Corporate Branding and Ethics and Compliance Charters and Policies
There is a lot written on the value of symbols in political and public relations campaigns. My favorite President, Franklin Roosevelt, was a master at using symbols to communicate powerful ideas to the public. Ronald Reagan later adopted many similar approaches to influence public opinion.
A company operates in much the same way, especially when it comes to ethics and compliance. In many respects, a chief compliance officer has to recognize the value of communications strategies, the use of symbols, and the importance of concise ideas and messages.
More specifically, a company’s presentation of its code of conduct, values, ethics and compliance program is an important part of messaging.
If you look at a company’s website, you can quickly determine how much value the company places on ethics and compliance. The first click should get you to the company’s governance documents, and assuming it is a public company, you should review the charter for the audit (and compliance) committee. If you have a separate compliance committee, then you may be looking at a company committed to ethics and compliance.
The audit/compliance committee charter should address a number of important issues. It should address specific ethics and compliance responsibilities of the audit committee. If you see only one sentence of a paragraph/subparagraph dedicated to ethics and compliance, usually this is a warning or ironically, a red flag. Ideally, a company may have a separate charter for ethics and compliance but that is rare to find these days.
After looking at the governance documents, it is important to examine the company’s code of conduct, which is usually on the website, and the global anti-corruption policy, which should be on the website.
Both these documents are important indicators of the company’s commitment to ethics and compliance – if the code of conduct is a prior form used by many companies ten years ago, that is a strong indication that the ethics and compliance program has not been refreshed for quite a while. On the other hand, if you find a concise, fresh and well-presented code of conduct outlining basic compliance principles and values, you are looking at a company that has refreshed its compliance program and hopefully moved beyond the paper to build a real compliance infrastructure.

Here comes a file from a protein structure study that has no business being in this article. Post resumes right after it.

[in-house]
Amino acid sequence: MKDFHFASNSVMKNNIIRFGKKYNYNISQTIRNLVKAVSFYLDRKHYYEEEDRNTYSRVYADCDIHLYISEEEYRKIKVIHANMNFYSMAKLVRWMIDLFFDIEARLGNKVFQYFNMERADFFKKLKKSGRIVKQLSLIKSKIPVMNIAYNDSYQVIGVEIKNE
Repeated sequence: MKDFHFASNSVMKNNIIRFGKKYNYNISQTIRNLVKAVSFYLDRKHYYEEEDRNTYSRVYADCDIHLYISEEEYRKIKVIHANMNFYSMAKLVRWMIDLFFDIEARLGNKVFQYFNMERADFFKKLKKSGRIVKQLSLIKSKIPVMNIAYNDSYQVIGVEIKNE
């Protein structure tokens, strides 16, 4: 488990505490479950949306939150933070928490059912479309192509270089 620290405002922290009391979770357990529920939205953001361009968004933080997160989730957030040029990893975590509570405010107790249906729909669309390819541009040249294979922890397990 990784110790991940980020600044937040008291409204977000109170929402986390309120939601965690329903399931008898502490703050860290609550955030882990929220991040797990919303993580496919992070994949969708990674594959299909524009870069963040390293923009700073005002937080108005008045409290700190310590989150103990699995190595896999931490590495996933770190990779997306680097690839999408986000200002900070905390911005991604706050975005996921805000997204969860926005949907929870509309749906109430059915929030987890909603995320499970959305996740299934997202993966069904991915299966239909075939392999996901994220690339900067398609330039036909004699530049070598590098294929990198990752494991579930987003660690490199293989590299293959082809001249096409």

Many companies are now placing their anti-corruption policies on their websites to reinforce their commitment to anti-corruption compliance. It is a symbolic but important indication of a company’s commitment.
The company’s basic website presentation should be aimed at answering an important question – how do we want to present our company to the outside world? What is the message we want to send? The outside world in this case means – customers, suppliers, regulators, politicians, investors, and the public in general.
In today’s world, there is great value being placed on corporate ethics and compliance, not just from government prosecutors, but from customers, suppliers, investors, and the public. A company has to attend to this image and make sure the elements of a robust ethics and compliance program are evident, embraced and adequately communicated to the outside world. Obviously, there is much more to this project when it comes to commitment to operate consistent with this image. Actions always speak louder than words, and there is nothing that can undermine a company’s reputation more than a serious controversy created by corporate misconduct.
Ethics and compliance is a new and important part of sustaining a corporate brand and image. That has tremendous impact on the overall health and profitability of a company. When corporate leaders attend to it, the company, its shareholders, and its employees all benefit.